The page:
For starters, you’ll need room for them to have their own sleeping area. This isn’t a very big deal unless your dog likes sleeping in awkward positions everywhere but their designated sleeping area. If they are good about sleeping in their area you can size out how much room you need before heading out. This will ensure everyone has plenty of space to stretch out when they sleep.

Sometimes it’s not about the sleeping conditions though. A larger tent can be for your own sanity. If you plan on spending time in your tent or it looks like the weather might force you to stay in for a reasonable amount of time then you will want room to stretch out. You don’t want your tent experience to be a constant switch between your dog's face in your face then his tail in your face. 

Lastly, you may even want a popup tent for your pup. Often times dogs like to have a safe place to go to sleep or just to watch the world around them. If you don’t want that place to be your tent, then bring along a little popup tent for them to crawl in and out of when they want throughout the day.

Your Dog’s favorites 

A dog’s first camping trip can make them overly excited or can cause them stress. If you don’t want to spend your entire camping trip calming them down, then I would recommend bringing along some of their favorites from home.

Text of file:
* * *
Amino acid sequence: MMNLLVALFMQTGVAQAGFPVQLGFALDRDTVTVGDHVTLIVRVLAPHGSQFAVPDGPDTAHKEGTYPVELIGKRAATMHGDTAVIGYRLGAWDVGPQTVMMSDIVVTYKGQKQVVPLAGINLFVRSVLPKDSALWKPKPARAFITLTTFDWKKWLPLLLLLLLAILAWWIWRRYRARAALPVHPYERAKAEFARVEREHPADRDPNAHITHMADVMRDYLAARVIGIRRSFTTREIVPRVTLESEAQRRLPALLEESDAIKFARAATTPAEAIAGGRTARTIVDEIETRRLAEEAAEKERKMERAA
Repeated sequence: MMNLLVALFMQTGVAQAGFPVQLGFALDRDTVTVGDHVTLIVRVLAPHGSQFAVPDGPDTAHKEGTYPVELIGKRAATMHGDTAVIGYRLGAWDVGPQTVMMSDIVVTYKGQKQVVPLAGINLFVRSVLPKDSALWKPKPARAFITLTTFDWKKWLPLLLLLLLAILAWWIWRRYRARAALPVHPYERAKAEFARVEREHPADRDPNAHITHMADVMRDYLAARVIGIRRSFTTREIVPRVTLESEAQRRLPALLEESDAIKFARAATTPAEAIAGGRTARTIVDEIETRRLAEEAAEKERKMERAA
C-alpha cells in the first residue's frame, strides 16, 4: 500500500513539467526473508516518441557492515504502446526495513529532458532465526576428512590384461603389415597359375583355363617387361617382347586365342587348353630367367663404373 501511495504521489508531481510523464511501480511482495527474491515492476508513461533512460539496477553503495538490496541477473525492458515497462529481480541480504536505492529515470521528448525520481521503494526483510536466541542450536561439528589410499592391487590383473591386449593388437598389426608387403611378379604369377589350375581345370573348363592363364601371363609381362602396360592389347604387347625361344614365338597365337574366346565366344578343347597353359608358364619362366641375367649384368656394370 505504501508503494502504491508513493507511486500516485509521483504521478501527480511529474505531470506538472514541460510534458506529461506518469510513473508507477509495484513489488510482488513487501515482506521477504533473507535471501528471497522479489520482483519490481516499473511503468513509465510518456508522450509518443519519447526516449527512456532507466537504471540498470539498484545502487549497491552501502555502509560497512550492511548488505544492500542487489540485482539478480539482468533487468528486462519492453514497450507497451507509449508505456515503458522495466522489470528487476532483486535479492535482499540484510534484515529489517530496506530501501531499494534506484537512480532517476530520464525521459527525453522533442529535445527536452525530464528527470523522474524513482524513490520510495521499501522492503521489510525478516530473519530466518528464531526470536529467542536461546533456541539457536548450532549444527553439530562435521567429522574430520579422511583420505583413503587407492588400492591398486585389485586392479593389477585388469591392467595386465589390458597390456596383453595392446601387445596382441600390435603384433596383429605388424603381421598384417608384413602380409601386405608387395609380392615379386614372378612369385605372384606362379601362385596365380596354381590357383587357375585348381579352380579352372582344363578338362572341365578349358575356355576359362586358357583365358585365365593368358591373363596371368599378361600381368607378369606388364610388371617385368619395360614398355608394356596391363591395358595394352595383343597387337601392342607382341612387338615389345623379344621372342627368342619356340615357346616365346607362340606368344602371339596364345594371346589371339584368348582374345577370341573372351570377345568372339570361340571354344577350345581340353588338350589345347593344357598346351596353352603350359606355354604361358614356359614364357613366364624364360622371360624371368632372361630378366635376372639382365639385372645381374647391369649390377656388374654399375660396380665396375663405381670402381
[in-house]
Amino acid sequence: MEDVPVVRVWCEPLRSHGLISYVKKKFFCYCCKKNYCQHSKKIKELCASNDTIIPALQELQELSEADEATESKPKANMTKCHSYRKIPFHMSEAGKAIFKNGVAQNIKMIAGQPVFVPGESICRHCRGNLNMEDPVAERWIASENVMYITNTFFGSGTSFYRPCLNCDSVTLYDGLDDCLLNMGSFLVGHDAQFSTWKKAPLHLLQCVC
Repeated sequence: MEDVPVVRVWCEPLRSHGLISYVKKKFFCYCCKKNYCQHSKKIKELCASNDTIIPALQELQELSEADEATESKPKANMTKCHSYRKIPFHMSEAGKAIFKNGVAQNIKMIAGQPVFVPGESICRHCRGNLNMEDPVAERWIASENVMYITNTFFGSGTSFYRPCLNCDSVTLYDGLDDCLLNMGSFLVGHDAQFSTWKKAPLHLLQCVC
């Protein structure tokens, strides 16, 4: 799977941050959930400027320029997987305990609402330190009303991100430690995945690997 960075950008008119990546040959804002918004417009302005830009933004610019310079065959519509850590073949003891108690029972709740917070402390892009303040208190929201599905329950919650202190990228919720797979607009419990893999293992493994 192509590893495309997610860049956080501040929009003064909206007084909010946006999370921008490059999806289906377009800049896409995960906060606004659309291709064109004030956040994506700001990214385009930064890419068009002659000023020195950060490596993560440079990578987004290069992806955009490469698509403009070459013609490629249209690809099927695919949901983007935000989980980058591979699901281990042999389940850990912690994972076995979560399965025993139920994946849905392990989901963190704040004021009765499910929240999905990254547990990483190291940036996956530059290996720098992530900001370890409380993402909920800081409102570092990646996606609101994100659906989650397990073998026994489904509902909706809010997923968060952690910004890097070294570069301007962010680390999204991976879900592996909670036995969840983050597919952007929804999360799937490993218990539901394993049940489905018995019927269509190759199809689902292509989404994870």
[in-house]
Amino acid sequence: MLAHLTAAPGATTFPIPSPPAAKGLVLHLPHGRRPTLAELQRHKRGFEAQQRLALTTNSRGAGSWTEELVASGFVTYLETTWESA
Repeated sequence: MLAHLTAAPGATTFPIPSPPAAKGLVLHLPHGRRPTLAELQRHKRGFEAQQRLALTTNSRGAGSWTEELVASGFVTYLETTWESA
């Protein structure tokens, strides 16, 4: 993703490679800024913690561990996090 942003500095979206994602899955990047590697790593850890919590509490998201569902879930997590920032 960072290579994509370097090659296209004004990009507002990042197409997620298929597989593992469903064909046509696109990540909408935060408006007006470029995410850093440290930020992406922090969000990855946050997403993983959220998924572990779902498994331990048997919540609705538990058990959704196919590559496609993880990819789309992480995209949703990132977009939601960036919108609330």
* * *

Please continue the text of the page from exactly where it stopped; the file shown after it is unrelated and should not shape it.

Things like toys, bones, bedding, and other items your dog is familiar with can help occupy them and keep them calm. These things offer comfort if a dog is stressed. They can also give them something to do when they are feeling rambunctious but you want to relax. 

When your dog’s first camping trip is through, you will have wanted them to have a good experience so they learn to enjoy the future camping experiences. Every little bit to help that experience, including their worn-out rope, is beneficial. 

Bring extras of everything

“Why are we packing so much stuff?” Is a question I ask every time we go camping. Yet as the camping trip unfolds, I’m rarely disappointed that we packed extras. 

You can never plan exactly how your dog’s first camping trip will go, so it’s important to be prepared. Remember your dog may be running around more than usual and may eat more, drink more, get into more things or break things more often than usual. To avoid having to pause your camping trip to make a supply run, it’s best to just pack extra. 

Pack extra food, water, towels, an extra leash, etc. Whatever essentials you plan to pack, make sure to plan extra. After a few camping trips with dogs, you will have a better feel for what you really need. 

A final word of advice

As much as we love our furry family and want them to join in our adventures, we need to understand that not every trip is right for your dog. Sometimes it’s necessary to leave the dogs behind. 

Think about the trip itself. Is it the right kind of adventure for your dog? Camping trips not designed with the dog in mind can cause a lot of stress for you and them both. 

You also have to know your dog and their limits. Take a look at your camping plans and activities. Is it something that your dog will fit into? 

At the end of the day, you want your dog’s first camping trip to be enjoyable for everyone. That means planning appropriately and ensuring the trip is a good adventure for your furry friend to join you on.